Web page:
Washington, DC — Massachusetts voters elevated a veteran congressman to the U.S. Senate Tuesday, choosing longtime Democratic Rep. Edward Markey to fill John F. Kerry’s unexpired term.
With 82 percent of precincts reporting, Markey held an 8-percentage-point lead over the Republican, former Navy Seal Gabriel Gomez, and The Associated Press declared him the winner. Markey will serve 17 months; the seat will be on the ballot again in November 2014.
The race to replace Kerry, who resigned Feb. 1 to become U.S. secretary of State, began with the lessons of another Massachusetts special election fresh in both parties’ minds. But the prospect of another upset fizzled after a campaign in which Democrats left little to chance, and Republicans lacked the galvanizing issue Obamacare proved to be in that 2010 race won by Scott Brown.
“The lesson from Scott Brown’s accidental win in 2010 was that Democrats must never take a race for granted,” said Guy Cecil, executive director of the Democratic Senatorial Campaign Committee. “Democrats came together at the local and national level, and executed a campaign plan to ensure victory.”
This election failed to generate much interest. The state’s chief elections officer projected record low turnout, with just over a third of 4.3 million registered voters expected to cast ballots. That would be more than 600,000 fewer than in the January 2010 special election prompted by the death of Sen. Edward M. Kennedy.
Publicly, Democrats began the campaign confident they would hold the seat with ease. But the lingering memory of that 2010 election – when the party was caught flat-footed by Brown’s strong campaign – had Democrats sparing nothing to retain the seat. Vice President Joe Biden campaigned with Markey last weekend, capping a month in which President Barack Obama, former President Bill Clinton and first lady Michelle Obama all visited the Bay State.
Markey also outspent Gomez, and had support from national Democratic groups. None of the prominent conservative super PACs that spent millions on Senate races in the 2012 elections came to Gomez’s aid. Only the National Republican Senatorial Committee and a group calling itself Americans for Progressive Action invested in the race.
Markey, 66, never trailed in public opinion polls, although some analysts at times listed the race as a toss-up. Gomez was seen initially as a candidate who, like Brown, had the potential to swing the votes of independent and working-class Democrats. Born in Los Angeles to Colombian immigrants, Gomez also fit the profile of the candidate Republicans have lacked as they work to repair their image among growing minority populations.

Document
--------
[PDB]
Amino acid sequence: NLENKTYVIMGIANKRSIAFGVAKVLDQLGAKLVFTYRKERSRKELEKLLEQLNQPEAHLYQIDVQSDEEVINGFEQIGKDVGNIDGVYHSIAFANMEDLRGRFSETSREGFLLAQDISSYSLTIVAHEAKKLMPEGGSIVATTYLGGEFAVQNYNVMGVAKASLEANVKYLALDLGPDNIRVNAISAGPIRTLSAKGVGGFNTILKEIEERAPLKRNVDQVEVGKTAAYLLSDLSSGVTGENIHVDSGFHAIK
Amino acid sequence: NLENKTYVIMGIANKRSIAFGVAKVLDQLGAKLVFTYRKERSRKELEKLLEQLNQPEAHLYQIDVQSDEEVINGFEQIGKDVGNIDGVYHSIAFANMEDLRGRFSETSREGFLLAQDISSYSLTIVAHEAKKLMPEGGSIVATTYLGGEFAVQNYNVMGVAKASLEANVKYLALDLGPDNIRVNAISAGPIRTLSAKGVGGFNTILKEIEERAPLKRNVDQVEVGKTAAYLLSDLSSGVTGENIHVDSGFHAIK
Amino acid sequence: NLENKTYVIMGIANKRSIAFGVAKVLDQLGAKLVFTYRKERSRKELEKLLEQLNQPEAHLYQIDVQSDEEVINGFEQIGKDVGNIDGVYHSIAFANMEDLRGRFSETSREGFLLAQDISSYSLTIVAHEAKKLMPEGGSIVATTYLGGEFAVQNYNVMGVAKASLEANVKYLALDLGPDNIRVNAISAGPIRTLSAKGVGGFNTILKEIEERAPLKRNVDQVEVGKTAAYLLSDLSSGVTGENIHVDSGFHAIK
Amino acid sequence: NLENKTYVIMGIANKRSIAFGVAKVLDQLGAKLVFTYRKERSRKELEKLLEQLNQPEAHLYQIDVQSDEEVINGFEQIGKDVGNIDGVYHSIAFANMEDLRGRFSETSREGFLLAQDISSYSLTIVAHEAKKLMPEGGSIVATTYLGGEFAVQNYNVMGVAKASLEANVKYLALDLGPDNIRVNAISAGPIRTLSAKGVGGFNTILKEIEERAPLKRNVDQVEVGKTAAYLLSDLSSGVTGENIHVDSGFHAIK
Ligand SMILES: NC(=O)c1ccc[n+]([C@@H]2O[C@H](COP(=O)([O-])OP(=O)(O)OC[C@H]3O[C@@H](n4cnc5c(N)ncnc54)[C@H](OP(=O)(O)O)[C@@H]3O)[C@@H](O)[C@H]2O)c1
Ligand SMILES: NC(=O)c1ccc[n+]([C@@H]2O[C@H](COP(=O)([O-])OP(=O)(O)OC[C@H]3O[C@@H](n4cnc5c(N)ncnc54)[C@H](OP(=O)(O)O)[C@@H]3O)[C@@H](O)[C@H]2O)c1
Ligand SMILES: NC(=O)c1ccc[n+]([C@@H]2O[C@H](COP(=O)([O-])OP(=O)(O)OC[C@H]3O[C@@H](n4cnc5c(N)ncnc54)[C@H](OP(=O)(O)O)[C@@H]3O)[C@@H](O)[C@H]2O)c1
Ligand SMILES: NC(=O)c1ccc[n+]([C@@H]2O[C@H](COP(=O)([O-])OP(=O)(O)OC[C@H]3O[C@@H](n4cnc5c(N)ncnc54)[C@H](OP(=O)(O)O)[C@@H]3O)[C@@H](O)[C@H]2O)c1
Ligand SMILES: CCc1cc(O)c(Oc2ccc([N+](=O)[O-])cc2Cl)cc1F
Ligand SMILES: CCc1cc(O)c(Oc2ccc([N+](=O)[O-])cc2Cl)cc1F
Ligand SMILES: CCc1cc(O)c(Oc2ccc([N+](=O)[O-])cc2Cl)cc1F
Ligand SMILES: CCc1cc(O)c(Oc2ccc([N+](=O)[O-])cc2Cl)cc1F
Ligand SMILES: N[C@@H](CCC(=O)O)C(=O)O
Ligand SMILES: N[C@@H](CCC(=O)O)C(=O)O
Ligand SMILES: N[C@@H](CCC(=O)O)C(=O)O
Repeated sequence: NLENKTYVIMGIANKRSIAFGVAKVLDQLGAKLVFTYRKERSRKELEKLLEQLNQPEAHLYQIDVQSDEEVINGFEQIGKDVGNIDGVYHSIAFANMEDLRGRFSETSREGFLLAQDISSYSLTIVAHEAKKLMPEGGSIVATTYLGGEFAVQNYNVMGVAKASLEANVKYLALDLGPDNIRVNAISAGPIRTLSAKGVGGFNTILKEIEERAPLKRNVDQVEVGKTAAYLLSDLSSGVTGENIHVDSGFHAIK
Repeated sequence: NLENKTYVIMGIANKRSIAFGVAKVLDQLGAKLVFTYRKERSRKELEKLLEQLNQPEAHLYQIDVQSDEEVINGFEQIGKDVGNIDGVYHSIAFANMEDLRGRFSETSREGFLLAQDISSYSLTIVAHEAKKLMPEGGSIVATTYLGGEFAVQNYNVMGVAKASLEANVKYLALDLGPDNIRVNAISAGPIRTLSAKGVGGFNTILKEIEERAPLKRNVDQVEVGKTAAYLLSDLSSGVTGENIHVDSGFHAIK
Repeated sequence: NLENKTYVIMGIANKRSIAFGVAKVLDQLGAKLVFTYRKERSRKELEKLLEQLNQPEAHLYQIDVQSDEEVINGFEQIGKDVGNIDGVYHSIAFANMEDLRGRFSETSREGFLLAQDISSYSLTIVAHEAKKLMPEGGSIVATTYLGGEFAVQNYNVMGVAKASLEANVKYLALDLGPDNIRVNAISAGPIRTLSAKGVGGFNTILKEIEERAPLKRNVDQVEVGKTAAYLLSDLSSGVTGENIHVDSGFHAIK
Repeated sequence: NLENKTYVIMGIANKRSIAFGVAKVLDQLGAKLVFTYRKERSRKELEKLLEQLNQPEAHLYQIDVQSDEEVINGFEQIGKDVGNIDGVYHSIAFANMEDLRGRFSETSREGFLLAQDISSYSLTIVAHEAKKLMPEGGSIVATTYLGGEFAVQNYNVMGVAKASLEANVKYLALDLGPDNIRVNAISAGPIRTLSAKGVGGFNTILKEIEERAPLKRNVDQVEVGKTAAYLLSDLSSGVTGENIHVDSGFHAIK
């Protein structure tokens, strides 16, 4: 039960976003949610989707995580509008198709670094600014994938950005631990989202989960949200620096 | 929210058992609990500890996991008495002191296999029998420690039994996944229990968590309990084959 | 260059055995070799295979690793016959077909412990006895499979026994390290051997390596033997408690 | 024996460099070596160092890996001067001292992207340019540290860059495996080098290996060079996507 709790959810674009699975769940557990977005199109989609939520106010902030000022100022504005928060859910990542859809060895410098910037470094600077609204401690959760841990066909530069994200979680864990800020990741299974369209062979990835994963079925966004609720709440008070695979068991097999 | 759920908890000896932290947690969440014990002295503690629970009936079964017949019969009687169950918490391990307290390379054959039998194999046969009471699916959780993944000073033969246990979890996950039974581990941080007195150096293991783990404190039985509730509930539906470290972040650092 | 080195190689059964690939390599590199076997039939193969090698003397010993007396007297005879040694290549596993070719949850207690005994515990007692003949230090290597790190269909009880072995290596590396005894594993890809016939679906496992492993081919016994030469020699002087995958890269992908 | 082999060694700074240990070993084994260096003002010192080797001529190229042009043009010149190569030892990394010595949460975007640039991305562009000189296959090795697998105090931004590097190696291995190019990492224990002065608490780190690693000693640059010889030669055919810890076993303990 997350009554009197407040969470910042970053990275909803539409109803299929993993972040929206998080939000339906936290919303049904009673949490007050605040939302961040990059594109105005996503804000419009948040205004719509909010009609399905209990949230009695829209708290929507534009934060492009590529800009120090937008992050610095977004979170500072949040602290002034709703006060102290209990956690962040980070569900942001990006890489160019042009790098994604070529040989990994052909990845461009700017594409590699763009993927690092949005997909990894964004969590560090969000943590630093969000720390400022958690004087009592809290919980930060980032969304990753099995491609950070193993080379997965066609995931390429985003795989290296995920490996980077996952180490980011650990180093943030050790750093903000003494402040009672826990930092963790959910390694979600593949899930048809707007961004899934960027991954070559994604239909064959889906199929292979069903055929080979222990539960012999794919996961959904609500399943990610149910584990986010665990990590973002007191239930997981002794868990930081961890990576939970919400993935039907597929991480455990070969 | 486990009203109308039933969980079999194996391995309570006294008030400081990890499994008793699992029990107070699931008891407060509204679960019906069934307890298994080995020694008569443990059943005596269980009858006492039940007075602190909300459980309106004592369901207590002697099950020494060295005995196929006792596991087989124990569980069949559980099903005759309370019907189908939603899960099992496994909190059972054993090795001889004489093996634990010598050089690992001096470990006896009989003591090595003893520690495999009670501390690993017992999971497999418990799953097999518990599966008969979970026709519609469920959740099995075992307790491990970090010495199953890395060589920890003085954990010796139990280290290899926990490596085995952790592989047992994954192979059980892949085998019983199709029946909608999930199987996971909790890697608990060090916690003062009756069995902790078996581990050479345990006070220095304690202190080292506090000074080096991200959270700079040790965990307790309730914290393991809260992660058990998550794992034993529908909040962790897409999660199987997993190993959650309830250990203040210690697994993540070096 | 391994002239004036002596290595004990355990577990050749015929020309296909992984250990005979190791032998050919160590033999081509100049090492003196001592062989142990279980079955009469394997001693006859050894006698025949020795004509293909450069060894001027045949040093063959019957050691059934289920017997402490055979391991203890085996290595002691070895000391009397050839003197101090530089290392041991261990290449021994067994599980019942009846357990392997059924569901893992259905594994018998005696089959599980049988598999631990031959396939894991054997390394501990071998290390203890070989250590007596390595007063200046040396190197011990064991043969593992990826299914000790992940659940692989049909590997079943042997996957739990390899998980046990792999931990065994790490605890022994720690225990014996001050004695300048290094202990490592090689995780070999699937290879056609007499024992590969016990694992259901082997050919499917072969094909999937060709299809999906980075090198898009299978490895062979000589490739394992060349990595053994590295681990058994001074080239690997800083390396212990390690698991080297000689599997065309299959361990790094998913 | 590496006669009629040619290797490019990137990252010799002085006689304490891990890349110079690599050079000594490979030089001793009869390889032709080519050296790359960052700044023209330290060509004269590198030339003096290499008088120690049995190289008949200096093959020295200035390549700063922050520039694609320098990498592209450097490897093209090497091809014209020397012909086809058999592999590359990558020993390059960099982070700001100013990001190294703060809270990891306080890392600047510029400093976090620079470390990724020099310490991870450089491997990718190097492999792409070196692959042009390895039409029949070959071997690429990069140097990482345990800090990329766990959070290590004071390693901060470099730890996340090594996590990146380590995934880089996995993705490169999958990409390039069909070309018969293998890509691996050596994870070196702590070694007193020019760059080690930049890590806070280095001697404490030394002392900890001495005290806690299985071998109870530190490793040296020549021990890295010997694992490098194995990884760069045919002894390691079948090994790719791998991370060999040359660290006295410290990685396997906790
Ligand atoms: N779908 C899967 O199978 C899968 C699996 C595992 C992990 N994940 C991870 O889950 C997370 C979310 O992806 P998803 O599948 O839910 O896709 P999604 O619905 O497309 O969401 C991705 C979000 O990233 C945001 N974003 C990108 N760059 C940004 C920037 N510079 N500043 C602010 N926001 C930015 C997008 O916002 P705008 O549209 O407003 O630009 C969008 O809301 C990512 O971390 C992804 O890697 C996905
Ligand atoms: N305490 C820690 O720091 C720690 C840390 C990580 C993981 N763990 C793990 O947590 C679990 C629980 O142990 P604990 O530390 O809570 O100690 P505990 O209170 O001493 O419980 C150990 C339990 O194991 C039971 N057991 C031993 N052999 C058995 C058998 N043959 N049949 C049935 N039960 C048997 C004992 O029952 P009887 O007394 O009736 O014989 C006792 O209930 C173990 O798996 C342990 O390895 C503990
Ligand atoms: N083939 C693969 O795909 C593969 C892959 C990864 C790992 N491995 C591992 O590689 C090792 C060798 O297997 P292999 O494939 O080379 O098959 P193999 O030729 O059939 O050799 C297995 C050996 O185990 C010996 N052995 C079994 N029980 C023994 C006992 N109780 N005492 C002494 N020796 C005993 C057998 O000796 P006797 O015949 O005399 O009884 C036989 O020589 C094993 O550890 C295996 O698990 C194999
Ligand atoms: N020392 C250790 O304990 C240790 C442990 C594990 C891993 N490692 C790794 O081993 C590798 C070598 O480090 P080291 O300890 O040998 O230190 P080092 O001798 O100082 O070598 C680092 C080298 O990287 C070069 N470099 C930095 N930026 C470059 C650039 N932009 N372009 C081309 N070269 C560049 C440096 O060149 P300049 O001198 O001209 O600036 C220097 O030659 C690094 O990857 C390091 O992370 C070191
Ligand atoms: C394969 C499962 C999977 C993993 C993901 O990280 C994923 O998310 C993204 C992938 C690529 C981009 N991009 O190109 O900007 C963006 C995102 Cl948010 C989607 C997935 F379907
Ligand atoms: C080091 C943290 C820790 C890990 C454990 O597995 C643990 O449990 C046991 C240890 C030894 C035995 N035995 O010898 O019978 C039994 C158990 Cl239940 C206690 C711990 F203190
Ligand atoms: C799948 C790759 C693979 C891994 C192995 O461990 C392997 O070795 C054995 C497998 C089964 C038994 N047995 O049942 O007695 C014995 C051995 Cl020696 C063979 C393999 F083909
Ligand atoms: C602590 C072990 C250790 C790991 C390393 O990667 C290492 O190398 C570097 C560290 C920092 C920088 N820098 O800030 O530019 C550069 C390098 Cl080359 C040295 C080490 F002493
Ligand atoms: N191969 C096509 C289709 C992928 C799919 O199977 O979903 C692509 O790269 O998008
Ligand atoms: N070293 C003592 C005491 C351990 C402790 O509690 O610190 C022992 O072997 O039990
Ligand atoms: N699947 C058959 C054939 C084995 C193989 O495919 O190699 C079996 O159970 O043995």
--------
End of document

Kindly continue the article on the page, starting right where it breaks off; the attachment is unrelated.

Gomez, 47, suffered in part from the fact that the race was overshadowed by other events at key moments. A special primary election in April occurred within weeks of the Boston Marathon bombings. The run-up to Tuesday’s voting also competed with a playoff run from the Boston Bruins hockey team that ended in defeat just Monday night.
There were also key differences between the Republican candidates. Brown had experience in the state Legislature; Gomez was waging his first significant campaign. Brown also tapped into a burgeoning conservative movement opposed to Obama’s policies – most significantly, the proposed health care overhaul – by promising to be the 41st vote in the Senate to block his agenda. Gomez took pains to distance himself from his party’s most conservative elements, and even vowed to support the administration’s key legislative initiatives – immigration reform and expanded background checks for gun purchases.
Gomez’s initial campaign ads focused on his own personal story, and his vow to be a “different kind of Republican” who would be an answer to the dysfunction of Washington, where Markey has spent more than 36 years. But Markey managed to avoid the missteps made in the 2010 race by Democratic nominee Martha Coakley, who infamously mocked Brown’s retail campaigning at Fenway Park, and even mistakenly said one of the Boston Red Sox’s former star pitchers had actually played for the hated New York Yankees.
Instead, he hewed to Democratic positions that have broad support in the state, and used his legislative experience as a positive. In fact, Markey will break an 88-year-old record for longest service in the House of Representatives before winning a Senate seat. Frederick Gillette, also from Massachusetts, served in the House for 32 years – including the final six as speaker – before his election to the Senate in 1924.
Markey will replace fellow Democrat Mo Cowan, a former aide to Massachusetts Gov. Deval Patrick. Cowan served as interim senator in accordance with state law that revised the procedure to fill Senate vacancies through special elections. The outcome preserves Democrats’ 54-46 advantage in the Senate, which includes two independent senators who caucus with the party.
Gomez had said in recent days that he would build off the experience of this initial campaign for another try next year, when the seat will be on the regular November ballot for a full six-year term.